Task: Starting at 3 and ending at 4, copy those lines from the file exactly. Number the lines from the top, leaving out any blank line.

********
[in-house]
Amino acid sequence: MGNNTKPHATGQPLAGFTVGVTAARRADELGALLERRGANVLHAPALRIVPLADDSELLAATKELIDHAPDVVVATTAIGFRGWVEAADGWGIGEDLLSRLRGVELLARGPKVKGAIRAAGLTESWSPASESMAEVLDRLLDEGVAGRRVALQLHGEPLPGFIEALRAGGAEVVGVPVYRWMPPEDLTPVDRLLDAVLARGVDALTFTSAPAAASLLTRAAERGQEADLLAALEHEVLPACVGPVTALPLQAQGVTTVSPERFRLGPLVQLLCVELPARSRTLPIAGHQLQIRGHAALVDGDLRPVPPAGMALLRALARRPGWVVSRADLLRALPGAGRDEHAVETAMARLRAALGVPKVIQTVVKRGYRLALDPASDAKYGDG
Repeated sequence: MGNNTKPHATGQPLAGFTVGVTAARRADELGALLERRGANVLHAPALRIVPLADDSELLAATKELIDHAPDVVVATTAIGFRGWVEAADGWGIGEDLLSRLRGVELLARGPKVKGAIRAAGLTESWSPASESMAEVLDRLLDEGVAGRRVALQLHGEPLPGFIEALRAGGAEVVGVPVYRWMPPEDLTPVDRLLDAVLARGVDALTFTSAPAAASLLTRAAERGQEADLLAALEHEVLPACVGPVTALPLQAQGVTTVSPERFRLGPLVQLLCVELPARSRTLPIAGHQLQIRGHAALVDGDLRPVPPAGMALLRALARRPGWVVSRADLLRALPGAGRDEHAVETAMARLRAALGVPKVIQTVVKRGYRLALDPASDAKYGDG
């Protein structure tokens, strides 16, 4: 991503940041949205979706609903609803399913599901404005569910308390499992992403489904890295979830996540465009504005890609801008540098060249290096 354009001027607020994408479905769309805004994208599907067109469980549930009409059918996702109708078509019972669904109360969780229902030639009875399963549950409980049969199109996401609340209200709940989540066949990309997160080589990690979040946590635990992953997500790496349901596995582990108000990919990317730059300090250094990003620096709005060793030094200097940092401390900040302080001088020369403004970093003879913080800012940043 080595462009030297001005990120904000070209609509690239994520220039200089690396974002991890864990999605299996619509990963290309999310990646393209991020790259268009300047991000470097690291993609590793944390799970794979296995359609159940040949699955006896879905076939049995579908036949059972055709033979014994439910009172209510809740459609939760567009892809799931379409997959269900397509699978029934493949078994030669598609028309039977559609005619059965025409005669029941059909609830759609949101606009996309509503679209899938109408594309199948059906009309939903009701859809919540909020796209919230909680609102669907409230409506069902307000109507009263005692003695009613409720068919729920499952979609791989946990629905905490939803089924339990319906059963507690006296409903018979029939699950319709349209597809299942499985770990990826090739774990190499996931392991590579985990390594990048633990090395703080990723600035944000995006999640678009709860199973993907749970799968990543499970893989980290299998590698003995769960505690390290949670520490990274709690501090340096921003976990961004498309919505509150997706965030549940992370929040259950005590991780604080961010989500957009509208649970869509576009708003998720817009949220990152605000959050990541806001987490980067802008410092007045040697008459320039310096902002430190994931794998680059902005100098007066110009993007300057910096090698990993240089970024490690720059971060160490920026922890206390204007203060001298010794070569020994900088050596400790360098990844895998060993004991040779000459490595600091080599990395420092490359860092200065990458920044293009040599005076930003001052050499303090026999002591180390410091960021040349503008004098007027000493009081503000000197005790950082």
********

Repeated sequence: MGNNTKPHATGQPLAGFTVGVTAARRADELGALLERRGANVLHAPALRIVPLADDSELLAATKELIDHAPDVVVATTAIGFRGWVEAADGWGIGEDLLSRLRGVELLARGPKVKGAIRAAGLTESWSPASESMAEVLDRLLDEGVAGRRVALQLHGEPLPGFIEALRAGGAEVVGVPVYRWMPPEDLTPVDRLLDAVLARGVDALTFTSAPAAASLLTRAAERGQEADLLAALEHEVLPACVGPVTALPLQAQGVTTVSPERFRLGPLVQLLCVELPARSRTLPIAGHQLQIRGHAALVDGDLRPVPPAGMALLRALARRPGWVVSRADLLRALPGAGRDEHAVETAMARLRAALGVPKVIQTVVKRGYRLALDPASDAKYGDG
């Protein structure tokens, strides 16, 4: 991503940041949205979706609903609803399913599901404005569910308390499992992403489904890295979830996540465009504005890609801008540098060249290096 354009001027607020994408479905769309805004994208599907067109469980549930009409059918996702109708078509019972669904109360969780229902030639009875399963549950409980049969199109996401609340209200709940989540066949990309997160080589990690979040946590635990992953997500790496349901596995582990108000990919990317730059300090250094990003620096709005060793030094200097940092401390900040302080001088020369403004970093003879913080800012940043 080595462009030297001005990120904000070209609509690239994520220039200089690396974002991890864990999605299996619509990963290309999310990646393209991020790259268009300047991000470097690291993609590793944390799970794979296995359609159940040949699955006896879905076939049995579908036949059972055709033979014994439910009172209510809740459609939760567009892809799931379409997959269900397509699978029934493949078994030669598609028309039977559609005619059965025409005669029941059909609830759609949101606009996309509503679209899938109408594309199948059906009309939903009701859809919540909020796209919230909680609102669907409230409506069902307000109507009263005692003695009613409720068919729920499952979609791989946990629905905490939803089924339990319906059963507690006296409903018979029939699950319709349209597809299942499985770990990826090739774990190499996931392991590579985990390594990048633990090395703080990723600035944000995006999640678009709860199973993907749970799968990543499970893989980290299998590698003995769960505690390290949670520490990274709690501090340096921003976990961004498309919505509150997706965030549940992370929040259950005590991780604080961010989500957009509208649970869509576009708003998720817009949220990152605000959050990541806001987490980067802008410092007045040697008459320039310096902002430190994931794998680059902005100098007066110009993007300057910096090698990993240089970024490690720059971060160490920026922890206390204007203060001298010794070569020994900088050596400790360098990844895998060993004991040779000459490595600091080599990395420092490359860092200065990458920044293009040599005076930003001052050499303090026999002591180390410091960021040349503008004098007027000493009081503000000197005790950082």